That was until the Summer of 2022. The Arsenal squad was refreshed with new signings, returning loanees, and they had an unbeaten pre-season. On my side I had some of the best times of my life going to football-related events and games including the Lionesses triumph in the Euros at Wembley. Life started to feel fresh and new and full of possibilities.
The Premier League season started well. Arsenal beat Crystal Palace 0-2 on the opening day, resplendent in their gorgeous pink third kit. Then they beat Leicester and then Bournemouth thanks to two early goals from Martin Ødegaard and a second-half effort from William Saliba. On that sunny Saturday morning in late August, when I heard the Saliba chant for the first time, it felt like there was a change in the air, that maybe this group of players was building something special.
It continued right up to the break for the World Cup, with Arsenal sitting atop the league without having moved since the opening day. Then it continued. When Arsenal didn’t get their preferred targets in the transfer window, they implemented Plan B, signing Jorginho and Leandro Trossard, which has turned out to be the best plan they could have ever had. They showed us that, to quote Poorly Drawn Arsenal quoting the Rolling Stones, you can’t always get what you want, but if you try sometime you’ll find you get what you need. Even after a couple of brief wobbles in early 2023 (something I also went through), they were back on track ahead of the current international break. The possibility of it being a season the like of which, given the records broken and the performances put in, we’ve not ever seen still burns brightly.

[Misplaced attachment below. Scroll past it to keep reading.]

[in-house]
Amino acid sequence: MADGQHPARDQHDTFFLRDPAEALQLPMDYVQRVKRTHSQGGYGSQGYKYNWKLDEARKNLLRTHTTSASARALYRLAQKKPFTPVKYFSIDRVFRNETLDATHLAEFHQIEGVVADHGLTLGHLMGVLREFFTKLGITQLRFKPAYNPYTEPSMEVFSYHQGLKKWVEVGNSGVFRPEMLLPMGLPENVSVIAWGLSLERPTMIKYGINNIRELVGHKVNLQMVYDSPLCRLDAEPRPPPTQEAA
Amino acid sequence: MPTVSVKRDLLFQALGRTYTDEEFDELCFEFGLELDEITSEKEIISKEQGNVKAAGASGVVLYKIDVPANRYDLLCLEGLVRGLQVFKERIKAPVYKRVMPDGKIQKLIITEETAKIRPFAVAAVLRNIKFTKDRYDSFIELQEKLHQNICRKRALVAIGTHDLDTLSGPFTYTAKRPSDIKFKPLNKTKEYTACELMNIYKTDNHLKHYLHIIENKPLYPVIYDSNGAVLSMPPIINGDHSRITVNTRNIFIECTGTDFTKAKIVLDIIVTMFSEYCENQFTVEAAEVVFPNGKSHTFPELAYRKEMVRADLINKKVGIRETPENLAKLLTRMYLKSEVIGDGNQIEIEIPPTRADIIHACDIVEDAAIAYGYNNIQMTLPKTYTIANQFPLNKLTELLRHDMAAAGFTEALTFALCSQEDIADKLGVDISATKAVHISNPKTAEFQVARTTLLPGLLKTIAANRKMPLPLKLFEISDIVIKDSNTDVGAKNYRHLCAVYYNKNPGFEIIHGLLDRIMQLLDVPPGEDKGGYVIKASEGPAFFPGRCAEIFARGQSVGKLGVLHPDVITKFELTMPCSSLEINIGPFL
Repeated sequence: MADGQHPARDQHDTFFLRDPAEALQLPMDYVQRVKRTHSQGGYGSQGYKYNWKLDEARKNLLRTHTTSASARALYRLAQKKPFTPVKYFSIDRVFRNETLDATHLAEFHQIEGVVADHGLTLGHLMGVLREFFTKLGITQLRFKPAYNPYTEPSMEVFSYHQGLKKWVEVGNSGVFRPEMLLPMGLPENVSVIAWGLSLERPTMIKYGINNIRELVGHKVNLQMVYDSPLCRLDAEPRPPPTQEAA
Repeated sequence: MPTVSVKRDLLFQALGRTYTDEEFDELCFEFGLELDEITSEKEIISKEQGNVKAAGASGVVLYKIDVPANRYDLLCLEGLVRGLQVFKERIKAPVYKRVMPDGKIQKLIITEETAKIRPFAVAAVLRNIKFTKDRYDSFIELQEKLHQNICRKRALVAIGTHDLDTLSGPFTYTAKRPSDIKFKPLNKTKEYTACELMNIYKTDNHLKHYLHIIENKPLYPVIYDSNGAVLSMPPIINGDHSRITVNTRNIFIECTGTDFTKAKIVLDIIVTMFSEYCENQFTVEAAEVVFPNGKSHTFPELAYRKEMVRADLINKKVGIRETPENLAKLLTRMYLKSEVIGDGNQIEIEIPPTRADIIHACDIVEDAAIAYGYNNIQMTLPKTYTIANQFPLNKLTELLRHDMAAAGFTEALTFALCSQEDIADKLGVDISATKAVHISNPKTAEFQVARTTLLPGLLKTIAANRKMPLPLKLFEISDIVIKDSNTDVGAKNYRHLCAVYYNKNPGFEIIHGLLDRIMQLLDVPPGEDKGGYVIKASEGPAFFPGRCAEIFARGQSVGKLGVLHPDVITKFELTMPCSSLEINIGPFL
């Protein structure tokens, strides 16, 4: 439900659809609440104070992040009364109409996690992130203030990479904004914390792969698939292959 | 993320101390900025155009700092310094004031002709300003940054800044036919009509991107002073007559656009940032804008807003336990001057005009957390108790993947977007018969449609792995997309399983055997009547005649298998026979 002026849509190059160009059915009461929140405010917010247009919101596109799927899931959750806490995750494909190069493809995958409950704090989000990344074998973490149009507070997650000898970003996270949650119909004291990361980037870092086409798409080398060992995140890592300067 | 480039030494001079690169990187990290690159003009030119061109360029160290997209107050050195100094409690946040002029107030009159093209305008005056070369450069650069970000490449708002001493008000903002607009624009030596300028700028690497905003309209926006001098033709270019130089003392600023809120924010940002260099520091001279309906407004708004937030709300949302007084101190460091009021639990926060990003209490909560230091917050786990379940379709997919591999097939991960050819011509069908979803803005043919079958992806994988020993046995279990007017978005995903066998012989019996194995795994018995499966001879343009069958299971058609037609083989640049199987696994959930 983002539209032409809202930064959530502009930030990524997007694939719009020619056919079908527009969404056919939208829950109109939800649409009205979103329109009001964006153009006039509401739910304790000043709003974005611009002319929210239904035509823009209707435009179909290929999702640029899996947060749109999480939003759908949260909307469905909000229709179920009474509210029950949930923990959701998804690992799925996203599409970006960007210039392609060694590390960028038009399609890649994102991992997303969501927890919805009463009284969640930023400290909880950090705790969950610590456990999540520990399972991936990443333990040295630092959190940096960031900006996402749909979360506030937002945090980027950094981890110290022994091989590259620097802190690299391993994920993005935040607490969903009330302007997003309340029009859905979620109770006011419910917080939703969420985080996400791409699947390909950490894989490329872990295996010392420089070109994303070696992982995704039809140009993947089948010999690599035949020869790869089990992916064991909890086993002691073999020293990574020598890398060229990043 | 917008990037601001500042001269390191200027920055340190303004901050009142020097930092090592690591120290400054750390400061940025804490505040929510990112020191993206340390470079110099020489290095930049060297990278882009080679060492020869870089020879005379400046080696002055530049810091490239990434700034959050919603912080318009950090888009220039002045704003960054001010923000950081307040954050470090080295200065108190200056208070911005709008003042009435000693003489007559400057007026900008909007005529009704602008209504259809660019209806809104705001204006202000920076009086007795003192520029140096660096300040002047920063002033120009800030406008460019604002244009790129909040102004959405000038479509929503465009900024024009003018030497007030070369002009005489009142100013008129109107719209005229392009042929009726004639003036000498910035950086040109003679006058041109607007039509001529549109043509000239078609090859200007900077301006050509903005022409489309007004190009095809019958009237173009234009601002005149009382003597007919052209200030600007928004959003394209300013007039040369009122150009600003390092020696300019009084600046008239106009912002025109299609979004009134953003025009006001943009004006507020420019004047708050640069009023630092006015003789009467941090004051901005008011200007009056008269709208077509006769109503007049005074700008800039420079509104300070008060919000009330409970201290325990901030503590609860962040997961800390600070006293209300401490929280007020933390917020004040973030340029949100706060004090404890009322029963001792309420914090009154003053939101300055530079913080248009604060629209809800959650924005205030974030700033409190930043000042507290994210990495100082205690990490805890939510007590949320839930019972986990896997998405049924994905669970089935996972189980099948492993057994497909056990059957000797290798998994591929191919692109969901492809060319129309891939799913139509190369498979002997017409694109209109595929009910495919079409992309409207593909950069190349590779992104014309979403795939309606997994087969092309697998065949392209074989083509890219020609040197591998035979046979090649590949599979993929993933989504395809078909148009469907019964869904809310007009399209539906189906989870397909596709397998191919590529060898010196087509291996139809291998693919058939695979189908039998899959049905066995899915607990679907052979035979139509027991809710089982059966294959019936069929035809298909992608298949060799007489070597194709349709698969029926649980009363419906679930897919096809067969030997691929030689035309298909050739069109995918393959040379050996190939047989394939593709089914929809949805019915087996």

As for me, I’d already started going to a few of the Arsenal Women’s team games, both at Meadow Park and the Emirates, but had always felt like men’s games weren’t for me. However, following a conversation with a friend I made through Arsenal Twitter, I found myself in possession of a ticket to the Everton game at the Emirates on a cold March evening, vibrating with the excitement of it all.
My perception of men’s matches had always been that they were aggressive, intimidating places, so I arrived at the ground excited, yes, but also nervous. I couldn’t have been more wrong; the crowd was chilled out and friendly, the few Everton fans I saw were left alone to go about their business. All around me people were happy and full of anticipation, chatting happily and taking selfies or pictures of the stadium in all its glory, lit up, and resplendent with its new artwork. Is that because Arsenal are having such a great season and there’s no reason to be angry or have I been being unfair to the crowds all this time? Inside the stadium it got even better; the atmosphere was like nothing I’ve ever felt and against everything I expected or believed about myself I shouted and chanted, gasped at the VAR call and even made friends with the people sitting either side of me. My heart swelled a thousand sizes in those two hours.
Two weeks later I was back for the home leg of the Europa League Round of 16 against Sporting Lisbon. Again, where I was sitting at least, the atmosphere was crackling, tense, passionate. Again, I yelled and chanted and even hugged the stranger next to me when Granit Xhaka scored. We lost on penalties eventually but it didn’t dampen my feelings for the team or ruin the experience. I left feeling lighter, happier, renewed. I felt like I was home.
It’s often said that you learn most about yourself in times of adversity, but for both me and Arsenal I feel like it’s the good times that have really taught us who we are. After many years of ups and downs and not knowing which way to turn, we’ve both found a place of stability and joy. When Mikel Arteta said “you can always get better in life, innit”, I felt that deeply, no matter how cringeworthy or trite that may sound. Take one game at a time, take one day at a time, and who knows what you might be able to achieve.